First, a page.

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Low Cut Connie: Private Lives

Driven primarily by pianist/songwriter Adam Weiner, Low Cut Connie has spent the last decade turning from an almost-novelty act into one of rock’s most provocative voices. Even as debut album Get out the Lotion had a couple instantly classic tracks on it, the band’s aesthetic, showmanship and ribaldry obscured Weiner’s intelligence and artfulness. Exemplified by “Boozophilia,” the group’s connection with those on the margins became a signature trait as Weiner continued to ply old-time rock ‘n’ roll, as if building a one-man Sun Records revival. As the band gained professional momentum (helped by endorsements from public figures like Elton John and Barack Obama), they put their energy into an ever-expanding sound. The movement culminates in new double album Private Lives, their most fully realized record, complete with a guiding conceit and a bohemian poet’s eye without sacrificing too much wildness.

Weiner has long reveled in his flamboyance on stage, noting Bowie and Prince as inspirations even if Lou Reed makes a more apt songwriting predecessor. There’s more than a hint of Jerry Lee Lewis in his fingertips at the piano, but his recording career has been one of synthesizing rock ‘n’ roll tradition while sharpening his pen. Private Lives inhabits the alley denizens that “Boozophilia” celebrated. Weiner takes stock here, needing two discs to cover both the performativity and secret interiority of his secret people. He also makes himself vulnerable, acknowledging the symbiotic relationship between artist and fan, seller and buyer, and any set of fringe individuals.

It sounds cheesy, but these people, they’re the reason I’m alive/ The town freaks and the sleazies bring a tear to my eye,” Weiner sings on opening mid-tempo rocker “Private Lives.” That term “sleaze” has hung around Low Cut Connie’s music with good reason, but this album pushes it aside to take more concrete looks at these lives, moving from the outside in and back again. Weiner’s characters remain easy to find buying drugs or looking for a couch to crash on, but he finds humanity here that neither glamorizes and unasked-for struggle nor lets it simply be salacious “sleaze.”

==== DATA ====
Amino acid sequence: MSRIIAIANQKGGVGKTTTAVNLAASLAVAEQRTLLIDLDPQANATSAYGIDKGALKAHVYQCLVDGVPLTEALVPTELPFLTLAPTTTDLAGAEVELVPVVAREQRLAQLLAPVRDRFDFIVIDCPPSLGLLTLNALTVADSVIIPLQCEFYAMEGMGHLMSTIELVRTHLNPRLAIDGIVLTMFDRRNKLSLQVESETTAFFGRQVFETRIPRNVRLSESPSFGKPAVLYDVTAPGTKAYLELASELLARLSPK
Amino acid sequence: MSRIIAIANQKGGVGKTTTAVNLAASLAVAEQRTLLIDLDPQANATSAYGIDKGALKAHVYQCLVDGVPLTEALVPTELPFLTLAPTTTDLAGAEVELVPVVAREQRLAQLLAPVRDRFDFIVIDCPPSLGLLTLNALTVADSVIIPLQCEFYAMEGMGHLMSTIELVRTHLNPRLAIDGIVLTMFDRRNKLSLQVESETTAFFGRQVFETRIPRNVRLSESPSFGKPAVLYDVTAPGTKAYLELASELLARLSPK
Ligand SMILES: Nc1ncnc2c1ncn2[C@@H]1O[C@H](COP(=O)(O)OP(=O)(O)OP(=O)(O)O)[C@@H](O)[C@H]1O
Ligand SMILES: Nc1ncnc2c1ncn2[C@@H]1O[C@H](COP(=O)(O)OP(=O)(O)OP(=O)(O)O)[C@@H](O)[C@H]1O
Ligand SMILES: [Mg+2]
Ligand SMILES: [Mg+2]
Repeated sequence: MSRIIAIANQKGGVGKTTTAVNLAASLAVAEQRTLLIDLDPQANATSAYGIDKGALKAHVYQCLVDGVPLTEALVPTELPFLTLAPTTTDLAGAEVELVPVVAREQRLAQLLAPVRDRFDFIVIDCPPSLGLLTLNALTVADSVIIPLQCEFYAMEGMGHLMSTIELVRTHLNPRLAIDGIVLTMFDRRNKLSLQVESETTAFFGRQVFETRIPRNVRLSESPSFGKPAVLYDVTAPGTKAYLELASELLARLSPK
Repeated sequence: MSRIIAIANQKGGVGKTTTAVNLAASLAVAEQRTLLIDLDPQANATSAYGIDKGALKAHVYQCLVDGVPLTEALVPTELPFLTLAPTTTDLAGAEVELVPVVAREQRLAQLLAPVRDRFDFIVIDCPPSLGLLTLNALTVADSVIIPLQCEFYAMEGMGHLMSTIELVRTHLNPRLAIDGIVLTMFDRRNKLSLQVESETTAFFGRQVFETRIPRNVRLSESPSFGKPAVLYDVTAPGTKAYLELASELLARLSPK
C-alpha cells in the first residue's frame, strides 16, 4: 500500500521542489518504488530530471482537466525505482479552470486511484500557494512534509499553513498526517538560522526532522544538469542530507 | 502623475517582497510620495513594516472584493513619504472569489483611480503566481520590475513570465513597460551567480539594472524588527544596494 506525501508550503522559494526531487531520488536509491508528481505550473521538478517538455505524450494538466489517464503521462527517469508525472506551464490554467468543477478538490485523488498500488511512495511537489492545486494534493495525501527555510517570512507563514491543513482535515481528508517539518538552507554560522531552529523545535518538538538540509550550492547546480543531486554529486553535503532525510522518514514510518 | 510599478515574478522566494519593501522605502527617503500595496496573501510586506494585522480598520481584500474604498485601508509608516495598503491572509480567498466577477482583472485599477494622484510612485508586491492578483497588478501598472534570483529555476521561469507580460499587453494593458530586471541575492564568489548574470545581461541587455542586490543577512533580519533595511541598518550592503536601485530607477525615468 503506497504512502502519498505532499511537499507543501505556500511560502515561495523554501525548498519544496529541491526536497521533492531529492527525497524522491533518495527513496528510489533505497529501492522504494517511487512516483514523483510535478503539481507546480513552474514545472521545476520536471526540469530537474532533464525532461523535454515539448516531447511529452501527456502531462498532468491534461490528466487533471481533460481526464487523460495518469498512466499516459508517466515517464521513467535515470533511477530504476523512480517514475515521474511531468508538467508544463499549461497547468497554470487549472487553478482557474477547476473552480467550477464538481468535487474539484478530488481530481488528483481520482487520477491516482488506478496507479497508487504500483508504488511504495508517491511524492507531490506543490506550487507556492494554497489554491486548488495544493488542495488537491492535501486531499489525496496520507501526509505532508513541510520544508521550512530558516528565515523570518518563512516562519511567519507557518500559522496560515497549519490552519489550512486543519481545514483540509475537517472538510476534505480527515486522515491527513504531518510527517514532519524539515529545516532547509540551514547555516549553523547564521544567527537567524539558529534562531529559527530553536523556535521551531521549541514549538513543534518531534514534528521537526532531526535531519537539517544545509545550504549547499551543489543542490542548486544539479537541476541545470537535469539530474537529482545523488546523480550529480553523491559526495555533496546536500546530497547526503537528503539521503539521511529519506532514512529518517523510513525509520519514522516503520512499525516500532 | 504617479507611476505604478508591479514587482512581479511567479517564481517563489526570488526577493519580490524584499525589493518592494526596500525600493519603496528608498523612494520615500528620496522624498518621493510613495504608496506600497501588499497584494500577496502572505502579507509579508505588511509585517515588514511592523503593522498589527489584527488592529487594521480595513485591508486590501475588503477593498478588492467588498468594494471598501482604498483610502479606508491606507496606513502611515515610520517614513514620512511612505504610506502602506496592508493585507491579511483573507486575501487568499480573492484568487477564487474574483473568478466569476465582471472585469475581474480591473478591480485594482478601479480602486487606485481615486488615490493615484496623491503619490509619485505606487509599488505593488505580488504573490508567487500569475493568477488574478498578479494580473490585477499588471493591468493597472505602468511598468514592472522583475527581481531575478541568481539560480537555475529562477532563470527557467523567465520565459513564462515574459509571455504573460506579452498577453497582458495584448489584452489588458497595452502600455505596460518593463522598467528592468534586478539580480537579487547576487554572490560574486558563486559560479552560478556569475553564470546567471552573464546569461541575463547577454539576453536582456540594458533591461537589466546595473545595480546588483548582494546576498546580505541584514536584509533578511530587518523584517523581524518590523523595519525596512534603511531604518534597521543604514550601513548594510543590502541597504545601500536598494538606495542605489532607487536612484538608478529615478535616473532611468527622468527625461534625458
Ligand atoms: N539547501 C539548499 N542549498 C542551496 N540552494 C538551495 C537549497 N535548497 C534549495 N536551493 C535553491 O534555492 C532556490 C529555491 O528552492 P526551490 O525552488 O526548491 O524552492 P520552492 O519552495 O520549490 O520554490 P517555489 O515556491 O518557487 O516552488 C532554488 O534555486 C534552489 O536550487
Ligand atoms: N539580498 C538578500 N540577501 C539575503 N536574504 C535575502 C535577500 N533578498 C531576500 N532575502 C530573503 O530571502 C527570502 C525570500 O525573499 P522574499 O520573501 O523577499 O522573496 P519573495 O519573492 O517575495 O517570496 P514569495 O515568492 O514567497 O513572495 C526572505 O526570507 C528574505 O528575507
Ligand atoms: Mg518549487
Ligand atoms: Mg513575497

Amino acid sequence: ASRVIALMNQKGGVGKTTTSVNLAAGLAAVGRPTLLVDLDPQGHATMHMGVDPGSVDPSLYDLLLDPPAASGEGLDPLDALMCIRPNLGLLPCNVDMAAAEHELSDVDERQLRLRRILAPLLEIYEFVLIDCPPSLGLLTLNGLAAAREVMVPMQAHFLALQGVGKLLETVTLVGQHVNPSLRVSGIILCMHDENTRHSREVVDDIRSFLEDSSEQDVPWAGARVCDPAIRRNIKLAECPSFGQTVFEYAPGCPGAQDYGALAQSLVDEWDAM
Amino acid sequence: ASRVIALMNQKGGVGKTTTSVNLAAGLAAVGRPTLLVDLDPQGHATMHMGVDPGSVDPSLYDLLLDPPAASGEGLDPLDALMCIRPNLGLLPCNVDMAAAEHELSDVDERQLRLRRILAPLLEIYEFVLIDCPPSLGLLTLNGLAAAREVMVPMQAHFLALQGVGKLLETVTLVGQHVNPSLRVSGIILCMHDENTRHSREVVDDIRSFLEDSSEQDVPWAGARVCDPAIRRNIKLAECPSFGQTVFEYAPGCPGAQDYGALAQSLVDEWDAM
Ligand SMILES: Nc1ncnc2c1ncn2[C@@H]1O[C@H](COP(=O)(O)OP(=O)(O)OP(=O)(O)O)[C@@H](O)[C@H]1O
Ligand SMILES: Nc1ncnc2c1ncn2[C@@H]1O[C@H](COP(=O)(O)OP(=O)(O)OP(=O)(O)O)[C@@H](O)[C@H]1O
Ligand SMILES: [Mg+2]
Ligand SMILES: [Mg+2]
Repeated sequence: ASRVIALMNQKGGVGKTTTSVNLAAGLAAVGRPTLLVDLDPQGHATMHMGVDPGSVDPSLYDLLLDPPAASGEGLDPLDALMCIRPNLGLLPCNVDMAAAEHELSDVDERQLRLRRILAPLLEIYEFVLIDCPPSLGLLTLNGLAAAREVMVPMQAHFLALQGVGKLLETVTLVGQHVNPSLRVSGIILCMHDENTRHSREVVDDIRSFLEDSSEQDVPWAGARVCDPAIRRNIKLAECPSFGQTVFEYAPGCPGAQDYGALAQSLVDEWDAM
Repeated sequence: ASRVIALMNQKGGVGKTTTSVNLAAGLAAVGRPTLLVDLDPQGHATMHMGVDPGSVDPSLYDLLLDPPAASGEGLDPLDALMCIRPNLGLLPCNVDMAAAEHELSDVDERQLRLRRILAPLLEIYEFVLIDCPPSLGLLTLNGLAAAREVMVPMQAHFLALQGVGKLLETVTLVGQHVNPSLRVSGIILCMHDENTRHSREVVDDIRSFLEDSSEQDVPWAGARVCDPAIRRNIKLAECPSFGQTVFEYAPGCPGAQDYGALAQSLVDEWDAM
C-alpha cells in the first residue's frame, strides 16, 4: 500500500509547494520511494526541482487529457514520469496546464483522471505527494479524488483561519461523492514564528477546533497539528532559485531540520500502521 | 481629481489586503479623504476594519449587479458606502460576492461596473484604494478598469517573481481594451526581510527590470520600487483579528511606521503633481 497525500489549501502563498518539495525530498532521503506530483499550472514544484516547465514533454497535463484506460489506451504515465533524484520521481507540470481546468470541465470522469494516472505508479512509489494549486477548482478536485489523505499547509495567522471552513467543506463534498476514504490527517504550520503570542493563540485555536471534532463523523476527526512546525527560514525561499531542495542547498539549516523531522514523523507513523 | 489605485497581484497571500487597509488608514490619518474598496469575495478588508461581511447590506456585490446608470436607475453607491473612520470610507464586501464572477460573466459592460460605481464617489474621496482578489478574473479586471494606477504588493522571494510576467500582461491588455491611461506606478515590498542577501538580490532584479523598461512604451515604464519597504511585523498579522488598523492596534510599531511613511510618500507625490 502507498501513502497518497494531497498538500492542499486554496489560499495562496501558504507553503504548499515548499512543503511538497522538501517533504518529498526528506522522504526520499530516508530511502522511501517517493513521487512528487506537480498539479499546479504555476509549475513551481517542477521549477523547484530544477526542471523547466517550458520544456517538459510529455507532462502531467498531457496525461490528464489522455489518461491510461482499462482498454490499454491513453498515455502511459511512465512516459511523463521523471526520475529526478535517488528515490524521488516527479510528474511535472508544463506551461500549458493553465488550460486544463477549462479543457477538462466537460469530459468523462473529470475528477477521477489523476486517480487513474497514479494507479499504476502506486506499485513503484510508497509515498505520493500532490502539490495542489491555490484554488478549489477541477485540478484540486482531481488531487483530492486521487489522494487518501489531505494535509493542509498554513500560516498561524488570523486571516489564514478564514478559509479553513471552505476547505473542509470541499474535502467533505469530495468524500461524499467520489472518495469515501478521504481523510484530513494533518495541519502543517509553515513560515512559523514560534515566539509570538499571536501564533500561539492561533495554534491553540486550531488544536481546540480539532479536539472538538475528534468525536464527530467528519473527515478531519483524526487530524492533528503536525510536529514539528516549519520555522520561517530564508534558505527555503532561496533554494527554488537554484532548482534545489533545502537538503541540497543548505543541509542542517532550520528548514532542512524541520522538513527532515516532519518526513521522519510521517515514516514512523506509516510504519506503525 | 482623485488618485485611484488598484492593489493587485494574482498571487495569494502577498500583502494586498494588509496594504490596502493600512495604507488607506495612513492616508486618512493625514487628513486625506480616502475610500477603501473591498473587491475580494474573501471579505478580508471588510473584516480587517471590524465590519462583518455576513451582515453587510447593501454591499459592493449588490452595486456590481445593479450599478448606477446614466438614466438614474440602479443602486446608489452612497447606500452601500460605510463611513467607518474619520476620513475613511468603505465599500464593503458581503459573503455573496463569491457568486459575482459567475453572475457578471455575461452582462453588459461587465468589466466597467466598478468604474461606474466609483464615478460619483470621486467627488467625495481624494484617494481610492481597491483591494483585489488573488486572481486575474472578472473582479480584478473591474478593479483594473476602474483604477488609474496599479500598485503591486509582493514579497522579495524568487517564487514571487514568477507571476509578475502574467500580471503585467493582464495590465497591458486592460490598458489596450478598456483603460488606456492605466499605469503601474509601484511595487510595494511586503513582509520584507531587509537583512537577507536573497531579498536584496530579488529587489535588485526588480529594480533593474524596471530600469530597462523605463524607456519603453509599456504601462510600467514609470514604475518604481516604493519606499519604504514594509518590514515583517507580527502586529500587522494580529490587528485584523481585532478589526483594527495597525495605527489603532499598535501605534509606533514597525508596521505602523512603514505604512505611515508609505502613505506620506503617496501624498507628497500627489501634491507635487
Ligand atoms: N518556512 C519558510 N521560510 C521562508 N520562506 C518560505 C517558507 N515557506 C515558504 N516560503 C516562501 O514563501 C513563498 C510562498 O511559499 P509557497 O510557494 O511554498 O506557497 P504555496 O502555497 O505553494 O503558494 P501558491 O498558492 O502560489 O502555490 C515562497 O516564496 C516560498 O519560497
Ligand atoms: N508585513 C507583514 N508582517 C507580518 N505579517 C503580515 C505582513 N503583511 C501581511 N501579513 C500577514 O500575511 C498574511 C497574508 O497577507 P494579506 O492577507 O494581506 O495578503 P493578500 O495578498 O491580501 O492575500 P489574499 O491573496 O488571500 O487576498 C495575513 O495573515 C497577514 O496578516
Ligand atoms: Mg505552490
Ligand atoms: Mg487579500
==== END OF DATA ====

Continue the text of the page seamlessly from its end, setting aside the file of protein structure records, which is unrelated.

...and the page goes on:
To pull off the scope of the album, Low Cut Connie mixes rockers and ballads, frequently stopping for Weiner to sit down alone at his piano. “Run to Me Darlin’” tantalizingly offers only one verse and a chorus, but it suggests an entire history out of reach, the details better left unsaid since all the relevant characters somehow made it through. Or at least they’ve made it this far. The ’80s-like cut “Wild Ride” suggests conflicting desires to escape and to push deeper into the mess. “Nobody Else Will Believe You” recalls early Low Cut Connie in its boogie and in its suggestion that “you gotta boogie for yourself.” The more Weiner looks at those struggling around him, the more he continues to recognize the need to simply have a good time.

That party intertwines with more solemn thoughts. “Help Me” finds Weiner asking for support so that he can be good. “Baby, help me to be a good man,” he sings, trying to work his way into a healthy conscience. Private Lives has many ideas to reconcile, but they all orbit the need to survive life’s preposterous batterings. That survival comes in better and worse modes, but Weiner pursues a common thread of humanity in his writing. His comfort standing on instruments and running through crowds once overshadowed this element in his music, but he brings to light now as he peers into the dark, making for the most considered art of his career, even as the excitement continues to pulse through it all.

Summary
Weiner’s comfort standing on instruments and running through crowds once overshadowed the humanity in his music, but he brings to light now as he peers into the dark, making for the most considered art of his career.
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INSIDE-OUT ROCK

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